Gushing government loans making higher education toxic

The only people gargantuan student loans serve are those growing fat on the higher education sector and associated services.  For the rest of us from students to taxpayers, this business model is perfectly toxic.  The fact that schools should have a duty to place the best interests of their students first, is no where to be found in yet another grotesque greed chapter.  This is what happens when the private sector and free market forces become disfigured by gushing government money.  Everyone is left weaker in the end.  The days of all-you-can-eat credit must end now.  See:  Schools lobbying for unlimited student loans

For the past nine years, graduate students in the U.S. have had almost a blank check to take out as much as $80,000 a year in government-backed loans to pay for tuition and living expenses. Republican Senator Lamar Alexander of Tennessee thinks that’s too much. He’s introduced legislation, backed by his Democratic colleagues Michael Bennet of Colorado and Cory Booker of New Jersey, to limit borrowing to $30,000 a year, with a cap of $150,000. Programs with especially high costs could appeal to the U.S. Department of Education to let their students borrow up to $15,000 more each year.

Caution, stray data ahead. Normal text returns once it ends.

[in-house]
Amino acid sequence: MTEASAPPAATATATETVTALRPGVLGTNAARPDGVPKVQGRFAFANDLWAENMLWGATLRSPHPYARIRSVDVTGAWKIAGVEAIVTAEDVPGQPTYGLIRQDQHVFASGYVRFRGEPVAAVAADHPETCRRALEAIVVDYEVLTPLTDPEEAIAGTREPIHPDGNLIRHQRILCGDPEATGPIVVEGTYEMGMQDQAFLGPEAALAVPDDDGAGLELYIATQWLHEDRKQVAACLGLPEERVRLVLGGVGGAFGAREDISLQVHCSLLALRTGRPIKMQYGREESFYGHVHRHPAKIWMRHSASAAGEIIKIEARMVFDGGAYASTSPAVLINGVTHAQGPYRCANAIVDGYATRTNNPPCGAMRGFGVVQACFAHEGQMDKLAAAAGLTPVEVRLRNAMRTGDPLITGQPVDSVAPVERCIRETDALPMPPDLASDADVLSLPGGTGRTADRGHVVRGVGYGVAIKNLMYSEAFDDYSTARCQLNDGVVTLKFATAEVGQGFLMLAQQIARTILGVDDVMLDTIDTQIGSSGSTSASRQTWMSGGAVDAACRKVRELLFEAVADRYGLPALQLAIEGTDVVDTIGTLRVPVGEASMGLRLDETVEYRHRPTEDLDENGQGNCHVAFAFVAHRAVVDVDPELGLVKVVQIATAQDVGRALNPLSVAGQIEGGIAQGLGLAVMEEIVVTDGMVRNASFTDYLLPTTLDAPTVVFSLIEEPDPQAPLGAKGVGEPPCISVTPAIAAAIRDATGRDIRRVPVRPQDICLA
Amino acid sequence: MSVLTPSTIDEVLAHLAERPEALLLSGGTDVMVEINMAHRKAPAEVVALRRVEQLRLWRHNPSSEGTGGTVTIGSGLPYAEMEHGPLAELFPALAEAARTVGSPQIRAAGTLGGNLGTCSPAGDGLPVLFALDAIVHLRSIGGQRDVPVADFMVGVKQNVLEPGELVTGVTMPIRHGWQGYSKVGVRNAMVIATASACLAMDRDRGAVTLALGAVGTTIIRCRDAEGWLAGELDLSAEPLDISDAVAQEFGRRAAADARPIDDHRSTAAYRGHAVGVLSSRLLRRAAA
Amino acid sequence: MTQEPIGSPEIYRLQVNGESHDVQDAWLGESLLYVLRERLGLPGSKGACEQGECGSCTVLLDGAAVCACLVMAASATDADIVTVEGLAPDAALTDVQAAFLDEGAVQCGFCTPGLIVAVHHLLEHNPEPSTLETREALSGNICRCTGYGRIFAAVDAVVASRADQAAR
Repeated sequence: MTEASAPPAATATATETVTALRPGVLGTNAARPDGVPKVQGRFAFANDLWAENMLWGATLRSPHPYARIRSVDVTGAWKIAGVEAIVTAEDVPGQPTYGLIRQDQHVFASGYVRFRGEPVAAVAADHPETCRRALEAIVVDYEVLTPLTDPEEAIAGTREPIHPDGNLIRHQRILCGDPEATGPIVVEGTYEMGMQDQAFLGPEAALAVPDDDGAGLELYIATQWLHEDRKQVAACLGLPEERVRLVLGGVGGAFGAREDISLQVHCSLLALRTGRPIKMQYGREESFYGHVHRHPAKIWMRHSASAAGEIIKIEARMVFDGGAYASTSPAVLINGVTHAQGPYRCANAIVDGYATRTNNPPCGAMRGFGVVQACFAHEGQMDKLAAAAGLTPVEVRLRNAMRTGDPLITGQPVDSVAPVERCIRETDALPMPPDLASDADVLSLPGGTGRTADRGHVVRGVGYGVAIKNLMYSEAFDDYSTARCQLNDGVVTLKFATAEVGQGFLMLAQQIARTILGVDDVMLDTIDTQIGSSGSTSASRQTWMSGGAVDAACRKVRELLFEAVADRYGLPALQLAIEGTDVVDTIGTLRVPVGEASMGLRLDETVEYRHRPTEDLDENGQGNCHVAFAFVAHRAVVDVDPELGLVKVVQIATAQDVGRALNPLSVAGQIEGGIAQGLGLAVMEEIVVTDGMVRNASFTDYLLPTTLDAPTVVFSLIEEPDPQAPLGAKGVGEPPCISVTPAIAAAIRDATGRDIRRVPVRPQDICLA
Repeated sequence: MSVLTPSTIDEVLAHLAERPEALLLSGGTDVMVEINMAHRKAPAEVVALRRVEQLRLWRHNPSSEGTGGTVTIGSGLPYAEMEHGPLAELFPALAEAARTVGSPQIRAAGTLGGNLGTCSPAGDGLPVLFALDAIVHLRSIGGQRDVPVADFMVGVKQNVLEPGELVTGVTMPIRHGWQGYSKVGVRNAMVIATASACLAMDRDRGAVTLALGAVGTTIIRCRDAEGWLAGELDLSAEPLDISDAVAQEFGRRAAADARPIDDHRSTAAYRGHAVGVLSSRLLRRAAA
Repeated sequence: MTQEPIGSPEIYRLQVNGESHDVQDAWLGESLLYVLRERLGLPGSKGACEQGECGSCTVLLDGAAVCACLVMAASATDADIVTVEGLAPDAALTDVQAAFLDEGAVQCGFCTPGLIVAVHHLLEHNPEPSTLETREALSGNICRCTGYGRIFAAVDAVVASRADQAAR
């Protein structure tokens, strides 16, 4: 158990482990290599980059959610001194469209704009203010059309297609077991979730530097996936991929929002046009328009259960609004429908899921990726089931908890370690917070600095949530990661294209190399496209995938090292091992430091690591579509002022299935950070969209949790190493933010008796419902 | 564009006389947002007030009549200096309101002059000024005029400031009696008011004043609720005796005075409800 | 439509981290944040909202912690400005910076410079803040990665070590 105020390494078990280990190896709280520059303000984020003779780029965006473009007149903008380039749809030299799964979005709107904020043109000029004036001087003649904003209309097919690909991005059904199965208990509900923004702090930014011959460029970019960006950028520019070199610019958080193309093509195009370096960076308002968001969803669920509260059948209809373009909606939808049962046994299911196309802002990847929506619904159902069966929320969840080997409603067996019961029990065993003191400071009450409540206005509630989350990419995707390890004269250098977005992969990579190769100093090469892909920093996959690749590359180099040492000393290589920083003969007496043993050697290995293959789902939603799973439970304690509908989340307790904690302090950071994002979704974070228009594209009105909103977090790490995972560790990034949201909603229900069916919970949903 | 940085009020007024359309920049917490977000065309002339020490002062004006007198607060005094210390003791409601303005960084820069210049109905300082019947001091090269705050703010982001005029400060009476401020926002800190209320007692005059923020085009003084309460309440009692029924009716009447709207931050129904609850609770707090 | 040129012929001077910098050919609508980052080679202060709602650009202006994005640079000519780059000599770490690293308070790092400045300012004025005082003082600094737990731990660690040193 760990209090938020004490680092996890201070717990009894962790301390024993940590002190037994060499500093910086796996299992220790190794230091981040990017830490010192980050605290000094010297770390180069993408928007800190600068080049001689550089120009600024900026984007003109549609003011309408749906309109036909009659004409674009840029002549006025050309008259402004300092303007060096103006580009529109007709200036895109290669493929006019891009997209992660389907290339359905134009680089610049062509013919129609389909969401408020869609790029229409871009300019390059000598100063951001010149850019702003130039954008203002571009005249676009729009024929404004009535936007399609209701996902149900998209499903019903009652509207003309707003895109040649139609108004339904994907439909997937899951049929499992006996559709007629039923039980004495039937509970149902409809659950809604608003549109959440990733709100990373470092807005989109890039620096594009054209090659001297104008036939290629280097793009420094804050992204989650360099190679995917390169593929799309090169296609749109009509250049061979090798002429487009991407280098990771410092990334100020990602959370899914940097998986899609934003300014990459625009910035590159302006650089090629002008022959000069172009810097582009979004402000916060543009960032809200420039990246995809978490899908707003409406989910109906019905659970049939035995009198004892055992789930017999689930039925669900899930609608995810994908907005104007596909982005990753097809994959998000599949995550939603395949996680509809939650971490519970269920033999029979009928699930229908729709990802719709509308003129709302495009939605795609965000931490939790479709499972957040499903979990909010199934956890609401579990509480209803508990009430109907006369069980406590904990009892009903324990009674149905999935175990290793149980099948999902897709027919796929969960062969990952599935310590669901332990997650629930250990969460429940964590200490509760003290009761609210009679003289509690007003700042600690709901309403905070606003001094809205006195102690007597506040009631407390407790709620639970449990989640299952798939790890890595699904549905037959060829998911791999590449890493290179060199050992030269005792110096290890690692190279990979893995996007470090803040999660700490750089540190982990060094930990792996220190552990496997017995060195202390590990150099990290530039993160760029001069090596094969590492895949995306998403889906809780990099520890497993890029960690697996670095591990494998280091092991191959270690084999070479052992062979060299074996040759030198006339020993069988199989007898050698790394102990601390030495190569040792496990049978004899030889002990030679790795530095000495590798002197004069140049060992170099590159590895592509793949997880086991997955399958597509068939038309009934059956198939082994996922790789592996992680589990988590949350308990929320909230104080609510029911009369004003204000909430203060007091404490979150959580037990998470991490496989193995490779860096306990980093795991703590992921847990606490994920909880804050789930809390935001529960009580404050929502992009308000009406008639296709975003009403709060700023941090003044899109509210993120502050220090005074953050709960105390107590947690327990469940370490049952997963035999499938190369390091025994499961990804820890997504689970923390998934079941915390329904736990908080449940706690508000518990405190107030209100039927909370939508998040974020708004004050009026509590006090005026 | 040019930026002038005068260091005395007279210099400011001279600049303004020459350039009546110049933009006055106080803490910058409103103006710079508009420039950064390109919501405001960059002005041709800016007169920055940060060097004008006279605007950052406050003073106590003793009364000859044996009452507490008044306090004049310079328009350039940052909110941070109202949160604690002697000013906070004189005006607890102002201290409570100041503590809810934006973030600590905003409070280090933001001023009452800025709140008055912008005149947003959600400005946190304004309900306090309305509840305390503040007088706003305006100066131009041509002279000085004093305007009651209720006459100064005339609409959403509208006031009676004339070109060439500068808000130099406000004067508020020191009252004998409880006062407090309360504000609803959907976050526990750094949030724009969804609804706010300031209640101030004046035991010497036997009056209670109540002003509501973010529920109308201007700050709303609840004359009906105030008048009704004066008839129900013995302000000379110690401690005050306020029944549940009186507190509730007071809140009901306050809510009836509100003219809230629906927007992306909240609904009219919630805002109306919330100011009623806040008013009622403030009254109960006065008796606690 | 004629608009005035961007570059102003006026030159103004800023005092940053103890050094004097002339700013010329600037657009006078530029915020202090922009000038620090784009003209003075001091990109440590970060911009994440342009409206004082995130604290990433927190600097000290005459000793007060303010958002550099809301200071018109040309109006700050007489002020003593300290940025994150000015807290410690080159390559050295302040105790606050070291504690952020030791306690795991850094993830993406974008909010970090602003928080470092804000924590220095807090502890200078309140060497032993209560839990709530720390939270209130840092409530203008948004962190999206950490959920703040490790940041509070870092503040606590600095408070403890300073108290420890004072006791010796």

Colleges, whose lobbyists and trade associations have succeeded in defeating just about every attempt to control rising tuition costs over the last decade, are trying to soften Alexander’s proposed law…

The presence of university lobbying in Washington dates back at least to World War II, when the federal government began awarding large research grants. “The people running the government were graduates of the top schools, so they” wanted their own schools to get the grants, says Gerald Cassidy, a Washington lobbyist who represented dozens of colleges and universities over the years before he retired in December. In the 1970s and ’80s, many institutions brought their lobbying in-house, opening Washington offices.

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